I work in a high school in a poor urban district, and I assure the government is doing little, to nothing to control the child obesity issue in this country.
  • Sunshine_And_Sand
    Sunshine_And_Sand Posts: 1,320 Member
    sarjenki wrote: »
    If you make less than a certain income, you can get the child tax credit back as cash. Example you make 20K and have a kid and get all your taxes back plus extra. Because of the credit, someone with kids is no longer contributing to the government proportionately with others who choose not to have kids, and thus it is a form of charity. The government is subsidizing your choice to procreate. Why should someone with kids pay less taxes than someone without them, assuming income stays the same? Why should a two co-habiting people pay more than a couple who is married?

    So... what about people who make too much money to qualify for the child tax credit? They aren't getting that "charity", so do you feel they have the right to say food stamps should be restricted?

    I think the point is that there are all sorts of government benefits that come without restrictions on how they can be used. To focus specifically on food stamps is a choice.

    Not really arguing that point... My point is that from the perspective of tax payers who consistently fund the government programs for people who don't pay Into the system (and I'm not trying to make any comments about people who get the benefits, and I also understand that a lot of them get the benefits for perfectly legitimate reasons), it is a little bit off putting to have a tax credit on income you actually earned be compared to "charity" and placed on that same level as all the programs you have no choice but to fund.
    Also, while I'm on that topic, I don't really even consider tax funded benefits as "charity", as to me, "charity" implies that the people who funded it did so willingly, whereas taxes aren't really a choice.
  • janejellyroll
    janejellyroll Posts: 25,763 Member
    sarjenki wrote: »
    sarjenki wrote: »
    If you make less than a certain income, you can get the child tax credit back as cash. Example you make 20K and have a kid and get all your taxes back plus extra. Because of the credit, someone with kids is no longer contributing to the government proportionately with others who choose not to have kids, and thus it is a form of charity. The government is subsidizing your choice to procreate. Why should someone with kids pay less taxes than someone without them, assuming income stays the same? Why should a two co-habiting people pay more than a couple who is married?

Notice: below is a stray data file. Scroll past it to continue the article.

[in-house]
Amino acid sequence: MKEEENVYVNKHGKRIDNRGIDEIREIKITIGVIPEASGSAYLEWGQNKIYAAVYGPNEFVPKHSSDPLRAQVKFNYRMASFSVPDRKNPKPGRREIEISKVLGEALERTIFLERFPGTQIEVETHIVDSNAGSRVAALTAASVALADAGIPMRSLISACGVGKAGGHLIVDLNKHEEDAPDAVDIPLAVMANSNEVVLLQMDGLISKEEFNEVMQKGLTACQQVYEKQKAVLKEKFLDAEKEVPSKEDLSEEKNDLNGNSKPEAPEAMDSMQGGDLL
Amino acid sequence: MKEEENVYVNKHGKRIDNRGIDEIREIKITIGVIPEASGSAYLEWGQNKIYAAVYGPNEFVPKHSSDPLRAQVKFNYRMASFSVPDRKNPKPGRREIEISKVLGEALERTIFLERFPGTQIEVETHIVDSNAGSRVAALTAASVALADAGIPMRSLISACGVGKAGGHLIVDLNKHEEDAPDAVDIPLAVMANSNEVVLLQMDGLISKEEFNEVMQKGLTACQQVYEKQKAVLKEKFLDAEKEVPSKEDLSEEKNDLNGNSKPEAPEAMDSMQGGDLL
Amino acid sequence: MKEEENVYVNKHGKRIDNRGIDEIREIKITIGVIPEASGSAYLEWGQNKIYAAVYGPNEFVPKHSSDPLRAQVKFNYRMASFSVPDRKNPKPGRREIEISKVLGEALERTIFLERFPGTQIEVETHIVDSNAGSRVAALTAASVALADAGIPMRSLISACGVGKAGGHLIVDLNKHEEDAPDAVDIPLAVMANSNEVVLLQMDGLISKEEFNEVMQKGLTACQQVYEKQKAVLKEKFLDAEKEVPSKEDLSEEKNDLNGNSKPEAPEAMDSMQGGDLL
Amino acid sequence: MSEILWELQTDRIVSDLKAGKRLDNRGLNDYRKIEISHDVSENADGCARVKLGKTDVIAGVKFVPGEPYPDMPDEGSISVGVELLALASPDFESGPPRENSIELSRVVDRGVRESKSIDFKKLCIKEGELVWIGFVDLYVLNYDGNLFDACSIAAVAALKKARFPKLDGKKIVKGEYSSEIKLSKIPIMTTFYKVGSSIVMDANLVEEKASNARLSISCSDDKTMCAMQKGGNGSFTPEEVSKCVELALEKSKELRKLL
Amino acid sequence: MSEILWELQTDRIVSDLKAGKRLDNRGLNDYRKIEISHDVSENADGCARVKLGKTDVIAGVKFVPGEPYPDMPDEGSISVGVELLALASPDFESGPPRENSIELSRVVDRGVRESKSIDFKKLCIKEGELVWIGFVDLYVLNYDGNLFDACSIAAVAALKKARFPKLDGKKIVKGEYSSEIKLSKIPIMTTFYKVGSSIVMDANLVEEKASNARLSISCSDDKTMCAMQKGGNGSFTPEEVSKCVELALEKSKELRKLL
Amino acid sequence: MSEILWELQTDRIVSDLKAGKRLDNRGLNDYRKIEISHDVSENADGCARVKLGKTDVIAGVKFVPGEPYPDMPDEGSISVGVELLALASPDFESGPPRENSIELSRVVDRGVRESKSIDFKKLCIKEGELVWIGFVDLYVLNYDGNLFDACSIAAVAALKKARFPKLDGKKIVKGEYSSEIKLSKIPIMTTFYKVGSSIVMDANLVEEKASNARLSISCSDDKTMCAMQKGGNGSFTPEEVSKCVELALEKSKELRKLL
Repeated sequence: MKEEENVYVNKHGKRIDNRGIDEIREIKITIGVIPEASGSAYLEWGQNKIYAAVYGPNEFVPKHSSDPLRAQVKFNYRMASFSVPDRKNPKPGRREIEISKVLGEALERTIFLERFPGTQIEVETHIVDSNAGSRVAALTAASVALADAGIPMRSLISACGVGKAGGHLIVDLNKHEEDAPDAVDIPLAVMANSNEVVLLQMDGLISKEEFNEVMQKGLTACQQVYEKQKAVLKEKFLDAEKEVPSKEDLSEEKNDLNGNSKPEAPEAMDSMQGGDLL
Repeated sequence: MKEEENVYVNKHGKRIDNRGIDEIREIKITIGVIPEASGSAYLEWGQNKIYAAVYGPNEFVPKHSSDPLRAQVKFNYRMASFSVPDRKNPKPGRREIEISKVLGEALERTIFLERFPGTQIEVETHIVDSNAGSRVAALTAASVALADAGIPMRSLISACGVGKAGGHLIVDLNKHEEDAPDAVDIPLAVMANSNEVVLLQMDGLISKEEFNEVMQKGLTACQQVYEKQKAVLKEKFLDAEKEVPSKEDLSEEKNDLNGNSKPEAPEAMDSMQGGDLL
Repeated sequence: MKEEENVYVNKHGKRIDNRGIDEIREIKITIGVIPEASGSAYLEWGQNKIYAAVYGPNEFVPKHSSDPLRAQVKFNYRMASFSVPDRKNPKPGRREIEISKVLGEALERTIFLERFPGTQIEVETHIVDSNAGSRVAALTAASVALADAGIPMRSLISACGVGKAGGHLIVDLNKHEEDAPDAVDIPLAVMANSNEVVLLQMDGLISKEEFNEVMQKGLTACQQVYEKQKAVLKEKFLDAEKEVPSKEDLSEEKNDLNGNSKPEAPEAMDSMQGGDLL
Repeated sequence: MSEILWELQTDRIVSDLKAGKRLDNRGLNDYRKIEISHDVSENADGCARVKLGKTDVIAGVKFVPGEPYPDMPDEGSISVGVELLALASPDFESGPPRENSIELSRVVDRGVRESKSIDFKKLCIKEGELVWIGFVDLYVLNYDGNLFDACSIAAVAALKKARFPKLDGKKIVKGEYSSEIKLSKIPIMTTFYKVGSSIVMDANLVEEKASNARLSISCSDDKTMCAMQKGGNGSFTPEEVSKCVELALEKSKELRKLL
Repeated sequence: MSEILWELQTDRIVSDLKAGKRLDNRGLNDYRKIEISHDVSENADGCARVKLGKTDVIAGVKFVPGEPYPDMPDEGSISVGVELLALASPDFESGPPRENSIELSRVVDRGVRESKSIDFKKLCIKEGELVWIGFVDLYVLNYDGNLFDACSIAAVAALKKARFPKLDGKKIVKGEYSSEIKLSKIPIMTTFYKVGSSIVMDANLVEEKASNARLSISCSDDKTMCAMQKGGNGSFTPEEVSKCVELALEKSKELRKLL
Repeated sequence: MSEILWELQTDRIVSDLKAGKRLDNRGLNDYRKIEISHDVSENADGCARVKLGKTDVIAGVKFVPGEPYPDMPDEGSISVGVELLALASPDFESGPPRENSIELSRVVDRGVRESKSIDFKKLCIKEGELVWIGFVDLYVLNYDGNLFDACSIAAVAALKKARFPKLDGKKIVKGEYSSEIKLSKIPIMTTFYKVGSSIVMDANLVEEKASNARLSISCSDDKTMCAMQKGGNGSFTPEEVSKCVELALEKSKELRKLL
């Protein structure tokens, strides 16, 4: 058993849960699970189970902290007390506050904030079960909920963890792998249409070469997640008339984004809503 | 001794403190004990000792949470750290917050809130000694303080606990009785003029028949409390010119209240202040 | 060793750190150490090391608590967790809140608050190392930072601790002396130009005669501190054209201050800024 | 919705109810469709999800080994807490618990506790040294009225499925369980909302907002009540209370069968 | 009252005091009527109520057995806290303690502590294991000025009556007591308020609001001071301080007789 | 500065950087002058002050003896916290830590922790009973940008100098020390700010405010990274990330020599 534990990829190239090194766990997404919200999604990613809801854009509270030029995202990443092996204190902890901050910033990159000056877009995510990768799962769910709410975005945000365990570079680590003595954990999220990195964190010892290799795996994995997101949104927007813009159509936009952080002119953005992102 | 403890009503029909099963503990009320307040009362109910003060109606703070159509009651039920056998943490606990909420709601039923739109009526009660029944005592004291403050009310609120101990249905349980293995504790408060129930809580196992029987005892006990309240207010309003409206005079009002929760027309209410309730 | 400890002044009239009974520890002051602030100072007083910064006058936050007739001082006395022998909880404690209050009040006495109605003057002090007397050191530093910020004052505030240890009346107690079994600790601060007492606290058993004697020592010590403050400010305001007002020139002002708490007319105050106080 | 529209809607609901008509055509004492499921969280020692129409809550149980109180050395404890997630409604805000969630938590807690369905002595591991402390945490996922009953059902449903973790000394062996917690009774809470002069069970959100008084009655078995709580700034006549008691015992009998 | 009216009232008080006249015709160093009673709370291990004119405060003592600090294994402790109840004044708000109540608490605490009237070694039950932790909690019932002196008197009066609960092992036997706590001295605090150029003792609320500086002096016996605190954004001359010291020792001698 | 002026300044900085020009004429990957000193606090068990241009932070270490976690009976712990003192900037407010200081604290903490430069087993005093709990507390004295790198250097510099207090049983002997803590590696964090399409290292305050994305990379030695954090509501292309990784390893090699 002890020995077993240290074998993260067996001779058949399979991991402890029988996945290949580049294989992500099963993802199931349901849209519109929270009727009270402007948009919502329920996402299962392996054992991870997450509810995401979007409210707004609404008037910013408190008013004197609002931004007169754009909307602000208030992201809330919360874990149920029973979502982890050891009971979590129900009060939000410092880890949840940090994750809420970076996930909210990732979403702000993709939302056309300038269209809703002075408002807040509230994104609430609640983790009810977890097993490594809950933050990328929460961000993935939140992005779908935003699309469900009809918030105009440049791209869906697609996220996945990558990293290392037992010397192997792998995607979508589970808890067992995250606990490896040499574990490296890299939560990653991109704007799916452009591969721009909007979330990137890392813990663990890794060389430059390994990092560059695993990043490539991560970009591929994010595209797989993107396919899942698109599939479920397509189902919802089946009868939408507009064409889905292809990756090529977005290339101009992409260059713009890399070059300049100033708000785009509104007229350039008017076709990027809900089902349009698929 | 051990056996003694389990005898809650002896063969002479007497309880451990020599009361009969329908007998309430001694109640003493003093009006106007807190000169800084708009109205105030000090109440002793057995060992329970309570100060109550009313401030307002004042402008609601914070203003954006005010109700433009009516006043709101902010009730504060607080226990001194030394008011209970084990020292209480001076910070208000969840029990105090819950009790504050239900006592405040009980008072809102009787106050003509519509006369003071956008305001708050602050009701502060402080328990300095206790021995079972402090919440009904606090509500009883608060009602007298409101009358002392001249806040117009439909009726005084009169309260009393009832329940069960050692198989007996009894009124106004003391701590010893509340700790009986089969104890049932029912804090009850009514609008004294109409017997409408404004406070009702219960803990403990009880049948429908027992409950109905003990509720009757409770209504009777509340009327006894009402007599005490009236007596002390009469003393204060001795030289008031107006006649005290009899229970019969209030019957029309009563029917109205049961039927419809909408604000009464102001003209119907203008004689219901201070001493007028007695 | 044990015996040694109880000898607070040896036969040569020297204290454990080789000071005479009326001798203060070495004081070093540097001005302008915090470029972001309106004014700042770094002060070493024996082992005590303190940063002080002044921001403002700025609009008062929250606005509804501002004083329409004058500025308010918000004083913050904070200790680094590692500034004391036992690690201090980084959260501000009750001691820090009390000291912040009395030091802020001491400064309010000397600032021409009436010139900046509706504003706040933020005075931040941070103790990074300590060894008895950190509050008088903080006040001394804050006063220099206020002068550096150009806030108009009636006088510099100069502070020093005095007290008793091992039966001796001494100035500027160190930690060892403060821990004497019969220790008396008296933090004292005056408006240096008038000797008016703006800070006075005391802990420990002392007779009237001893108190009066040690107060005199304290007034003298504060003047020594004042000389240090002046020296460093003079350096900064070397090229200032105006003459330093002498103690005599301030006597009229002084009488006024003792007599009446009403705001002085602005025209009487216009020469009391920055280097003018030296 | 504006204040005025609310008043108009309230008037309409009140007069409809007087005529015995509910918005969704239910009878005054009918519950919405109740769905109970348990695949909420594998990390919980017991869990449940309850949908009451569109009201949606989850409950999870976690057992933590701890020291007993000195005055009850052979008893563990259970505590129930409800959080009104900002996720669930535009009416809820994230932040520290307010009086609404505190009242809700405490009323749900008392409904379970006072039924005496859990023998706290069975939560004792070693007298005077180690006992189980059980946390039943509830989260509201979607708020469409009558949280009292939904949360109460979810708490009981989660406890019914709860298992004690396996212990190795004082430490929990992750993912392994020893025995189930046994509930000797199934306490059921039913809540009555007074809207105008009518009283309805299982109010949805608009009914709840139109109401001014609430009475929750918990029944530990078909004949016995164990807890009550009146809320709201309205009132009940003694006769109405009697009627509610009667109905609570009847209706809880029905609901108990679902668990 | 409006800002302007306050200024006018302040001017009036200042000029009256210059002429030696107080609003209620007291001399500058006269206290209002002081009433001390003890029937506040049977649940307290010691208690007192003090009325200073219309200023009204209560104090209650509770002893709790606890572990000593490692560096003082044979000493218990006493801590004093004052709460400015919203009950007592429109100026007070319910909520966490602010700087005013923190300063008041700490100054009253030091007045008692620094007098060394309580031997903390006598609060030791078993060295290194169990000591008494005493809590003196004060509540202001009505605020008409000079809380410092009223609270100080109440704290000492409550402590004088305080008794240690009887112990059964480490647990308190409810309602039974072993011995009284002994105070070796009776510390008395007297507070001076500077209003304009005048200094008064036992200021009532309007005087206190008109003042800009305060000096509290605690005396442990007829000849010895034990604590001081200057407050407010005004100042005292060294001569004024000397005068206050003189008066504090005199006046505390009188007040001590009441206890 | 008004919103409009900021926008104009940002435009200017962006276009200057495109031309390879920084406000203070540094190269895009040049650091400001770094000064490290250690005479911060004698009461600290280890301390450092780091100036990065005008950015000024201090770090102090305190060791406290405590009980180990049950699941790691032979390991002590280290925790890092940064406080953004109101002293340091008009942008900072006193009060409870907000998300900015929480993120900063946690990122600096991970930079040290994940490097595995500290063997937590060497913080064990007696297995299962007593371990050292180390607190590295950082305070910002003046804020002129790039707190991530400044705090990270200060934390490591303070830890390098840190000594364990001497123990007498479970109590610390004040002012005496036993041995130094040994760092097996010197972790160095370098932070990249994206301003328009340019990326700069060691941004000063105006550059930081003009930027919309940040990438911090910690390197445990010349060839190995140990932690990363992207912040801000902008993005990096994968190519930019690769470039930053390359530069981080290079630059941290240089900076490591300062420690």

So... what about people who make too much money to qualify for the child tax credit? They aren't getting that "charity", so do you feel they have the right to say food stamps should be restricted?

    I think the point is that there are all sorts of government benefits that come without restrictions on how they can be used. To focus specifically on food stamps is a choice.

    Not really arguing that point... My point is that from the perspective of tax payers who consistently fund the government programs for people who don't pay Into the system (and I'm not trying to make any comments about people who get the benefits, and I also understand that a lot of them get the benefits for perfectly legitimate reasons), it is a little bit off putting to have a tax credit on income you actually earned be compared to "charity" and placed on that same level as all the programs you have no choice but to fund.
    Also, while I'm on that topic, I don't really even consider tax funded benefits as "charity", as to me, "charity" implies that the people who funded it did so willingly, whereas taxes aren't really a choice.

    Ah, I see your point.

    When the tax credit is given for specific purposes (like having children and being under a certain income level), I do consider it to be a government benefit of a type. I don't consider it to be "charity," but neither do I consider food stamps to be "charity" (for the same reasons that you don't).
  • lakinapook
    lakinapook Posts: 14 Member
    I don't have an opinion either way, but maybe they are thinking of doing that because buying soda then reselling it at a discount for the cash is a well known SNAP scam.
  • Mikkimeow
    Mikkimeow Posts: 139 Member
    Micro managing people already in poverty is a terrible idea.

    I lived off foodstamps as a single mother. Many times, I spent what I had on fruits, vegetables, and frozen/canned veggies and meat. When I ran out of stamps that was it. I was lucky that I had been educated on moderation and food intake, but many aren't. Most Americans need understanding of calorie intake and macro balance before resorting to restricting what they can and cannot eat. For many, that is all they have.